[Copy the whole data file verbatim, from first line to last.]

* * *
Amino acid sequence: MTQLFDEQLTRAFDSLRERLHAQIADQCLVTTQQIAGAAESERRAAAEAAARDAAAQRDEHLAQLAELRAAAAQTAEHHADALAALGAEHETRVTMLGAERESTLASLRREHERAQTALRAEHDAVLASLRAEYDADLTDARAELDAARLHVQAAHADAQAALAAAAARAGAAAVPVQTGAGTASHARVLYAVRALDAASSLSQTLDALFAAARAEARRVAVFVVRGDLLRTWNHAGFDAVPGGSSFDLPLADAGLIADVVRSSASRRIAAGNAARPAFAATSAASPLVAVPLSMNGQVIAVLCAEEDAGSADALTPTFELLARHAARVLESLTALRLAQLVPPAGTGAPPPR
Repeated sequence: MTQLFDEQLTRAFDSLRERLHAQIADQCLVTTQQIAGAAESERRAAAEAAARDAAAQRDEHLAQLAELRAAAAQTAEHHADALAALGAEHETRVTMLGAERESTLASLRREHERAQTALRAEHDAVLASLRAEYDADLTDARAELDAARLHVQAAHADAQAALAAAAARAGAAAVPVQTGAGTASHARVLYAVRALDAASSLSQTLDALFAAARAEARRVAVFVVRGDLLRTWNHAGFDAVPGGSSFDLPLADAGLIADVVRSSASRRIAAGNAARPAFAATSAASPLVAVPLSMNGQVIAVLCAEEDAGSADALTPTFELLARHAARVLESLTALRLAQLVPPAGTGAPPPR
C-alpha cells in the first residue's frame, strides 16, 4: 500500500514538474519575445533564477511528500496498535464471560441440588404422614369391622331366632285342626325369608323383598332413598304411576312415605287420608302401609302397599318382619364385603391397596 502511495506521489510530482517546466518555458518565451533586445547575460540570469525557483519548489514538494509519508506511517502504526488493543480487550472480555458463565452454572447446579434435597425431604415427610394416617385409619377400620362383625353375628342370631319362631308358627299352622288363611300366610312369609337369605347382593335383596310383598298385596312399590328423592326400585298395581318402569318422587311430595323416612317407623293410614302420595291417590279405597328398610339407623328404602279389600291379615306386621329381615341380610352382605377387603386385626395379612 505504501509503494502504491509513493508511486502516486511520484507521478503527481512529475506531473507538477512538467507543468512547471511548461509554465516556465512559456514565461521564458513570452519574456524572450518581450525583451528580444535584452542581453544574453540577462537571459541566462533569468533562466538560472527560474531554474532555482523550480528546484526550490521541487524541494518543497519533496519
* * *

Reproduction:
Amino acid sequence: MTQLFDEQLTRAFDSLRERLHAQIADQCLVTTQQIAGAAESERRAAAEAAARDAAAQRDEHLAQLAELRAAAAQTAEHHADALAALGAEHETRVTMLGAERESTLASLRREHERAQTALRAEHDAVLASLRAEYDADLTDARAELDAARLHVQAAHADAQAALAAAAARAGAAAVPVQTGAGTASHARVLYAVRALDAASSLSQTLDALFAAARAEARRVAVFVVRGDLLRTWNHAGFDAVPGGSSFDLPLADAGLIADVVRSSASRRIAAGNAARPAFAATSAASPLVAVPLSMNGQVIAVLCAEEDAGSADALTPTFELLARHAARVLESLTALRLAQLVPPAGTGAPPPR
Repeated sequence: MTQLFDEQLTRAFDSLRERLHAQIADQCLVTTQQIAGAAESERRAAAEAAARDAAAQRDEHLAQLAELRAAAAQTAEHHADALAALGAEHETRVTMLGAERESTLASLRREHERAQTALRAEHDAVLASLRAEYDADLTDARAELDAARLHVQAAHADAQAALAAAAARAGAAAVPVQTGAGTASHARVLYAVRALDAASSLSQTLDALFAAARAEARRVAVFVVRGDLLRTWNHAGFDAVPGGSSFDLPLADAGLIADVVRSSASRRIAAGNAARPAFAATSAASPLVAVPLSMNGQVIAVLCAEEDAGSADALTPTFELLARHAARVLESLTALRLAQLVPPAGTGAPPPR
C-alpha cells in the first residue's frame, strides 16, 4: 500500500514538474519575445533564477511528500496498535464471560441440588404422614369391622331366632285342626325369608323383598332413598304411576312415605287420608302401609302397599318382619364385603391397596 502511495506521489510530482517546466518555458518565451533586445547575460540570469525557483519548489514538494509519508506511517502504526488493543480487550472480555458463565452454572447446579434435597425431604415427610394416617385409619377400620362383625353375628342370631319362631308358627299352622288363611300366610312369609337369605347382593335383596310383598298385596312399590328423592326400585298395581318402569318422587311430595323416612317407623293410614302420595291417590279405597328398610339407623328404602279389600291379615306386621329381615341380610352382605377387603386385626395379612 505504501509503494502504491509513493508511486502516486511520484507521478503527481512529475506531473507538477512538467507543468512547471511548461509554465516556465512559456514565461521564458513570452519574456524572450518581450525583451528580444535584452542581453544574453540577462537571459541566462533569468533562466538560472527560474531554474532555482523550480528546484526550490521541487524541494518543497519533496519